Vyf hoërskoolleerders wat hierdie jaar die KickstART beurs gewen het, se bankie getiteld, “Ons Dorp, Stellenbosch”, versinnebeeld die trots waarmee elke kunstenaar hierdie projek aangepak het om ? bydra tot die bogenoemde ideale te lewer.
Offringa meen dat SOST se 2014 uitstalling by die tema van die Kaapstad Design Capital-projek, “Live Design. Transform Life”, sal aansluit.
Verder verduidelik Offringa dat vorige projekte wat deur hierdie trust aangepak is, hoofsaaklik op die klassieke beeldhouwerk en kunsinstallasies gefokus het.
Hierteenoor is Kom Sit baie meer in die lyn van toegepaste kuns (funksionele kuns wat ontwerp, kreatiewe idees en gebruikswaarde besit) aangewend.
Daar is ’n kennisgewing by elke punt opgesit, wat ’n kort verduideliking van elke bankie by daardie punt gee, en ook ? gebruikervriendelike kaart insluit. Hierdie kaart dui aan waar jy tans is, en wat die maklikste manier sal wees om by die volgende punt te kom.
Die Facebook-blad, “Kom Sit Stellenbosch” kan gerus besoek word en mense word uitgenooi om foto’s van die bankies op Instagram, Twitter en Facebook te deel.
Deur: Franco Havenga
Foto: Henk Oets
After two years of being unsuccessful in the finals, the Maties Hockey women were able to clinch gold at the 17th University Sport South Africa (USSA) tournament 2014 by defeating tournament favourites NWU-Pukke in a shootout.
It was, however, not a clear cut path to the final as the women came up against tough opposition in the group stages.
The women first faced up against Nelson Mandela Metropolitan University (NMMU), who they downed with an emphatic 4 – 1 scoreline. Thereafter they dispatched with the University of Cape Town (UCT) with an even more impressive 4 – 0 scoreline.
The semi-finals saw the Maties women come up against a tough University of Johannesburg (UJ) side. After steamrolling NMMU and UCT, the UJ side gave the Maties a run for their money, but ultimately could not stop them as Maties emerged victors by a narrow 1 – 0 margin that sent them into the finals.
The final was to be contested between Maties and NWU-Pukke, with the women from Pukke being tipped as favourites as they had already beaten Maties 3 – 1 in the group stages.
With Tarryn Glasby scoring Maties’s only goal of the game, the match was forced into the dreaded one-on-one shootout after scores were tied 1 – 1 at full time.
Maties’s Cath Morris, Tarryn Glasby and Heather MacEwan scored in the shootout to give the Maties women a well-deserved victory.
The Maties women claimed further bragging rights as Jade Mayne, Illse Davids, Erin Hunter, Hanli Hattingh, Bronwyn Kretzman, Suleke Brand, Leigh Boardman, Farah Fredericks and Sarah Bingham were all selected for the women’s Western Province senior side.
Maties’ Nicole Le Fleur, Rezanne Villet, Margaux Reynecke, Rosey Lombard, Kim Rennie, Teagan van der Wath, Taryn Horner and Sabrina Miles were all included in the Western Province Peninsula side for the Interprovincial Tournament (IPT).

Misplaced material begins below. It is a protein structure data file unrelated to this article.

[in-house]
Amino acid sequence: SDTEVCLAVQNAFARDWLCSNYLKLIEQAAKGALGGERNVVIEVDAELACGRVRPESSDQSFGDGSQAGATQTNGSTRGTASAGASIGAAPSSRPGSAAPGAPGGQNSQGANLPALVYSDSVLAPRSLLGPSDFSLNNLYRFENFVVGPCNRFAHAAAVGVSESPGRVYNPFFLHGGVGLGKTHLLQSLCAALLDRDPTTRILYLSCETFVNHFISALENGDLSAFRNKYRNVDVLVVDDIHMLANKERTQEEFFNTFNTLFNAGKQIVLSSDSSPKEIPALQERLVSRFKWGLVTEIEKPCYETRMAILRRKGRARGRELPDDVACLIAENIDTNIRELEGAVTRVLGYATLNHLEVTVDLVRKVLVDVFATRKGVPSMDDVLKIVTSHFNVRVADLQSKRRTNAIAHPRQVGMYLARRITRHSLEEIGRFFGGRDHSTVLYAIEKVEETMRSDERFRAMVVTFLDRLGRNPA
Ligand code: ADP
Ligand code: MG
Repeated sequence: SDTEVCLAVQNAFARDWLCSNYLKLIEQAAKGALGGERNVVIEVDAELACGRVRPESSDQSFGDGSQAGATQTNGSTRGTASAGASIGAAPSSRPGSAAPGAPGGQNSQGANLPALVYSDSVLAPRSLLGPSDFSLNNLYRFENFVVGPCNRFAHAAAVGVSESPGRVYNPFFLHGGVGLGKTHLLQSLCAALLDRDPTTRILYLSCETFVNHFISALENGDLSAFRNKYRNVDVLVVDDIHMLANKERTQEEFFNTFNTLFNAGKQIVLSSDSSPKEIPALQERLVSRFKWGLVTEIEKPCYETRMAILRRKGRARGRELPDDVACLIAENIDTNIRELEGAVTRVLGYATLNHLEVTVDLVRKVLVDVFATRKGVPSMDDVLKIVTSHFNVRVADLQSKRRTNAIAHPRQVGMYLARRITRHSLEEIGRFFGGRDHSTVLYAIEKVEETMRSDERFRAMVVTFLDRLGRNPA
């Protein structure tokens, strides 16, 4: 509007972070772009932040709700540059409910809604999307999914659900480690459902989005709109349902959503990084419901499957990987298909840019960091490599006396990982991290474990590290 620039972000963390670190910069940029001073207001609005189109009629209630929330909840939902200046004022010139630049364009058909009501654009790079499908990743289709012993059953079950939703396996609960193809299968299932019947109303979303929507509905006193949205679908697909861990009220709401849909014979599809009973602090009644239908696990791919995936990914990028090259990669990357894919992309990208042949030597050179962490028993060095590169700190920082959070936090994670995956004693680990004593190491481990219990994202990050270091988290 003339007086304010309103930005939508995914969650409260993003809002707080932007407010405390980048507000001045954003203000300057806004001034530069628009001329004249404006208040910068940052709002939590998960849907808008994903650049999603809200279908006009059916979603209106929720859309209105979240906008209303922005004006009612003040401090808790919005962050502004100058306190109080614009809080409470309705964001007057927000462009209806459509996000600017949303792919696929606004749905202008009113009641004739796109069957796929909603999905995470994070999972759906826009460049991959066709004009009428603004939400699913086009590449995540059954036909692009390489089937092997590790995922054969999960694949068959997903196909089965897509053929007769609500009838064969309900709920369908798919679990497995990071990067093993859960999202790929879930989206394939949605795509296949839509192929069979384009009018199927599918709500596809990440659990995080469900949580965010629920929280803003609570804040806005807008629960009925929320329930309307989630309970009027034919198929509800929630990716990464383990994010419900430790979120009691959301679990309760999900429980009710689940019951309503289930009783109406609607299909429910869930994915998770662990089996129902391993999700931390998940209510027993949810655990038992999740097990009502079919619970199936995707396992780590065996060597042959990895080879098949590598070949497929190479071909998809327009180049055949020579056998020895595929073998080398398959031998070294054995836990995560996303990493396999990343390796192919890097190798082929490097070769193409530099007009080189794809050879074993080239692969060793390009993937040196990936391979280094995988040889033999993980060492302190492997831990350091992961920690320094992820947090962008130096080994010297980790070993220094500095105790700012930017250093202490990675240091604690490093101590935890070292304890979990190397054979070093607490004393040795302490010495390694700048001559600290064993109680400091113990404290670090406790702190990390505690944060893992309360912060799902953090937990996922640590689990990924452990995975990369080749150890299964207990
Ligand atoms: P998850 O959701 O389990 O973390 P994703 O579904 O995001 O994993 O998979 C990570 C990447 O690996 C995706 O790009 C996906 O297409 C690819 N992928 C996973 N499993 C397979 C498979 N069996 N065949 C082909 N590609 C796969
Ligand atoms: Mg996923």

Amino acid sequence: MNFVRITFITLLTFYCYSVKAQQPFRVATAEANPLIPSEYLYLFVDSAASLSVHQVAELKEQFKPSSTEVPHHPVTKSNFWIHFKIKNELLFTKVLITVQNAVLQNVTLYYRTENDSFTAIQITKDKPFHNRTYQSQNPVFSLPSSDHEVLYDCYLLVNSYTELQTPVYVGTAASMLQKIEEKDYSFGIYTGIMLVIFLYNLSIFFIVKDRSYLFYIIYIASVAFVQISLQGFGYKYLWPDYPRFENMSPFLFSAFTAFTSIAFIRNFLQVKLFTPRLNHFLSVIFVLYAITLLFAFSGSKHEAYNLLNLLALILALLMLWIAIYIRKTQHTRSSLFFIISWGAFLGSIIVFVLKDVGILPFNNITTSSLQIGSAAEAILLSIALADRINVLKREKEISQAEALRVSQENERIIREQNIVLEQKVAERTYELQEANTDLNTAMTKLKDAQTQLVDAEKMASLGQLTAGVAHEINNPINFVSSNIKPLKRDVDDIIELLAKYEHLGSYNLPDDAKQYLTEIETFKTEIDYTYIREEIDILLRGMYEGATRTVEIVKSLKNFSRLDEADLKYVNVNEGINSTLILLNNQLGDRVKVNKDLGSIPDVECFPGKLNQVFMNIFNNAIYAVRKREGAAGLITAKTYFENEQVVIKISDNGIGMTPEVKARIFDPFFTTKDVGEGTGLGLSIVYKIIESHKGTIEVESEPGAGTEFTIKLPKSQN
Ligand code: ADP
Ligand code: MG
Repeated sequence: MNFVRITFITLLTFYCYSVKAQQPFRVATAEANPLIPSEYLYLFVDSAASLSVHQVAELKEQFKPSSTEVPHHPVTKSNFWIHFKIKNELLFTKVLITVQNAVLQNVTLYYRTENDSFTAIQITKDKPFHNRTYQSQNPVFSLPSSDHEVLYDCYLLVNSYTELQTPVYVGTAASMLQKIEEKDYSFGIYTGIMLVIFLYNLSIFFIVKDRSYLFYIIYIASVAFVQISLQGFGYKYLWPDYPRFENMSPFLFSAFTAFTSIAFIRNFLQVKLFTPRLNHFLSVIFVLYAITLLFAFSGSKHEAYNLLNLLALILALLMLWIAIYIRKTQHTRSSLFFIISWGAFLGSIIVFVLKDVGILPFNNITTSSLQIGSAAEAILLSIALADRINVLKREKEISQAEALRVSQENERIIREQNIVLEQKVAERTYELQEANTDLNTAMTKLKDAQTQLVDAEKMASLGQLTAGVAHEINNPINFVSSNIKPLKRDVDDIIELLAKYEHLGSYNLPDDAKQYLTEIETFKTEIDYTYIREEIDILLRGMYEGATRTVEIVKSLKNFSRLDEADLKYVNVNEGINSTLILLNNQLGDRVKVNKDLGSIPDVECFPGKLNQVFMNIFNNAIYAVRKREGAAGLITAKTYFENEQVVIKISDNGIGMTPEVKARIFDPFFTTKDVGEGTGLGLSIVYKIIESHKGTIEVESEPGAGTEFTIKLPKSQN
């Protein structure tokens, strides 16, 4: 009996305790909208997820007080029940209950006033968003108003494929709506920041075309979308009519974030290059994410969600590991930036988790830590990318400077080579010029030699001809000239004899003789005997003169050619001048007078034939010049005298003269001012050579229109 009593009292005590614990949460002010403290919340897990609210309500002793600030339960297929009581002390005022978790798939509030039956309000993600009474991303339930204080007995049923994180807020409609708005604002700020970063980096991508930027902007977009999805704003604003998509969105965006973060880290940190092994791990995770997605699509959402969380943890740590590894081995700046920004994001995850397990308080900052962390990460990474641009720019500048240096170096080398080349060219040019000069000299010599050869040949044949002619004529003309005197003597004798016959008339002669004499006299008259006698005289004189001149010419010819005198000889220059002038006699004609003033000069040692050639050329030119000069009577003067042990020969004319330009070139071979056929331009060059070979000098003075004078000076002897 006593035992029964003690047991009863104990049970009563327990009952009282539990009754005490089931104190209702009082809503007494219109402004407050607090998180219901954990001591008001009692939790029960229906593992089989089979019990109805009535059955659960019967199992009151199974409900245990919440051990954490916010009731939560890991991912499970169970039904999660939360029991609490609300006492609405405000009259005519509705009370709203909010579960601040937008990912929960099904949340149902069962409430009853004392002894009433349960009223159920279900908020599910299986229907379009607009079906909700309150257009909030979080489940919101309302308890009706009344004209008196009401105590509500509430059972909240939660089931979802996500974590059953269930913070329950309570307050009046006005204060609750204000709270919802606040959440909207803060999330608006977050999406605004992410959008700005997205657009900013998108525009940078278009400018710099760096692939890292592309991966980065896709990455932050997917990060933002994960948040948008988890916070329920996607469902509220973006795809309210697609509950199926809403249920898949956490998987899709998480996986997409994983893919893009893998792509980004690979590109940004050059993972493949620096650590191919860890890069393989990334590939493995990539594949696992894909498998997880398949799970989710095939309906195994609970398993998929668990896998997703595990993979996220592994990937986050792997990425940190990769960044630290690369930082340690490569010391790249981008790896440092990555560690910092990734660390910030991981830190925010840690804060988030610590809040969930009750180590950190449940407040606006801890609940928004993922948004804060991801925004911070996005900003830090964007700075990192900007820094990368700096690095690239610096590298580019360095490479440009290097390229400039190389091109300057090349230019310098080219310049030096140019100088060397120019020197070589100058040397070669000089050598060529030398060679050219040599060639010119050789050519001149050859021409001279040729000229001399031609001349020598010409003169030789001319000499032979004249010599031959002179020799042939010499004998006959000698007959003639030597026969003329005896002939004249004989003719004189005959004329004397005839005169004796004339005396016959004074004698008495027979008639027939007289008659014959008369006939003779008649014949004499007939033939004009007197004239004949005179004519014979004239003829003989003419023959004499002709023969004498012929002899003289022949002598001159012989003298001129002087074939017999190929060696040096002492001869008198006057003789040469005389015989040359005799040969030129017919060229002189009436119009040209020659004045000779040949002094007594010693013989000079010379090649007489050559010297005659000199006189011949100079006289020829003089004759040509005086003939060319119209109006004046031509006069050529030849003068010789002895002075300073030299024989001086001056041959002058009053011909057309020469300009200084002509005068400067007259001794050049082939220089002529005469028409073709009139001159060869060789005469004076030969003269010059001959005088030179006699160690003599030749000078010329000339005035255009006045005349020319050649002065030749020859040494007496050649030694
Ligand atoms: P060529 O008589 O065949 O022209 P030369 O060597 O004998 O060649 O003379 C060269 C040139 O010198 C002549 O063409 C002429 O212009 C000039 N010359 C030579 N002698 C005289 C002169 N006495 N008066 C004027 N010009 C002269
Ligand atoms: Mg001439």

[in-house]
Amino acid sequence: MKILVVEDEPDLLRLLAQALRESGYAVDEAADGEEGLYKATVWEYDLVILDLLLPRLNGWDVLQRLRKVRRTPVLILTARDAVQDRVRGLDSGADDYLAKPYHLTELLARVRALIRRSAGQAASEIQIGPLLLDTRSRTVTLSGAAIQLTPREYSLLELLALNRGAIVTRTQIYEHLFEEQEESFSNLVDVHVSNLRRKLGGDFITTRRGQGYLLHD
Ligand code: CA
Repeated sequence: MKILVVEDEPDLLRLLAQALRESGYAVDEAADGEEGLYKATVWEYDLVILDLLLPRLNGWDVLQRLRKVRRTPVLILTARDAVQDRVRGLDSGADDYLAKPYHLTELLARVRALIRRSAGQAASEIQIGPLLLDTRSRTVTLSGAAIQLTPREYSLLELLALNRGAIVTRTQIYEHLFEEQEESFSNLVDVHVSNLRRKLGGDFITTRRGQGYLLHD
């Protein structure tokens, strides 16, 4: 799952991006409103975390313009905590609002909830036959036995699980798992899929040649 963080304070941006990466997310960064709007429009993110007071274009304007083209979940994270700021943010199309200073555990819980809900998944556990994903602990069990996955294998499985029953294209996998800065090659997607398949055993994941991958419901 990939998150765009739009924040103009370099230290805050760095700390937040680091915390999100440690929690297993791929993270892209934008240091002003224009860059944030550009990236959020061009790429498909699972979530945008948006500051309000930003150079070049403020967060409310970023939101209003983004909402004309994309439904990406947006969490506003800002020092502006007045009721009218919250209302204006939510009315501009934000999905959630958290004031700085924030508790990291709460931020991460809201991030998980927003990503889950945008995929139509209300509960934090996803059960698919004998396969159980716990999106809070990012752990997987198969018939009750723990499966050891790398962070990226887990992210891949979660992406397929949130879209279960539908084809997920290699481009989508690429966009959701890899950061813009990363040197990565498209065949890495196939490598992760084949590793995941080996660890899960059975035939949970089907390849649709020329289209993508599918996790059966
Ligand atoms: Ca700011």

Furthermore Illse Davids, Jade Mayne and Quanita Bobbs were selected for the South African women’s Commonwealth Games side, who will be in action from 23 July until 3 August.
In contrast, the Maties men had a rather disappointing performance. The men, who had ended second in 2013 after losing to UJ, were only able to make fifth place in this year’s tournament.
There were however, some good results for the men as they defeated the University of KwaZulu Natal (UKZN) 2 – 0, and then steamrolled Rhodes (5 – 1) and UCT (4 – 1).
A 1 – 1 draw against the University of the Witwatersrand proved costly to the Maties men who placed behind UKZN and NMMU on goal difference, thus costing them a spot in the semi-finals.
A 4 – 0 loss to NMMU in the group stage also did not help the men’s cause. The men’s division was ultimately won by UJ, who backed up their Varsity Sport title and retained the USSA title.
There was, however, a silver lining for the Maties Men’s Hockey, as a large number of player were selected to play for senior sides.
Dylan Swanepoel, Jacques le Roux, Pierre de Voux and Daniel Bell were selected to play for the Western Province side, while Brad Logan, Dave Agar, Keenan Horne, Marc Fourie, Matt Anderson, Rob Edwards and Shannon Boucher were selected for the Western Province Peninsula side.
The two sides will be in action in late August when the IPT is hosted in Durban.
Furthermore, Maties’ Jean-Pierre de Voux retained his spot in the South African men’s side after his World Cup performance and is currently with the side in Scotland for the Commonwealth Games.
Dylan Swanepoel, who has earned the reputation of Maties’s young star by being Varsity Sport player of the tournament and World Cup debutant, was surprisingly not available for duties at the Commonwealth Games.
By: Sebastian Potgieter
Predikate is uit.
Met bewende hande maak ek SunLearn oop [as ek tog net geweet het hoe om behoorlik daarmee te werk, dan was hierdie miskien meer spanningsvol, maar helaas, my rekenaarkennis strek net tot by etes bespreek] en ek soek en soek en soek…Wáár kry ek my punte?!
Last night I went to the memorial service of the late rector and vice-chancellor of Stellenbosch University, Prof Russel Botman, at the Uniting Reformed Church in Belhar. Though it was mostly speakers who gave insights into a life lead by a great man, it was a very touching service of a man who showed nothing but integrity, empathy and compassion for his fellow man.
Hy noem homself ’n “vocational coach”, en gaan dan verder om te verduidelik presies wat ’n vocation is. Dit is waarmee hy gewoonlik sy voorlegging afskop: “Aristotle het gesê: daar waar jou passies en talente die behoeftes van die wêreld ontmoet, is jou vocation – jou roeping.”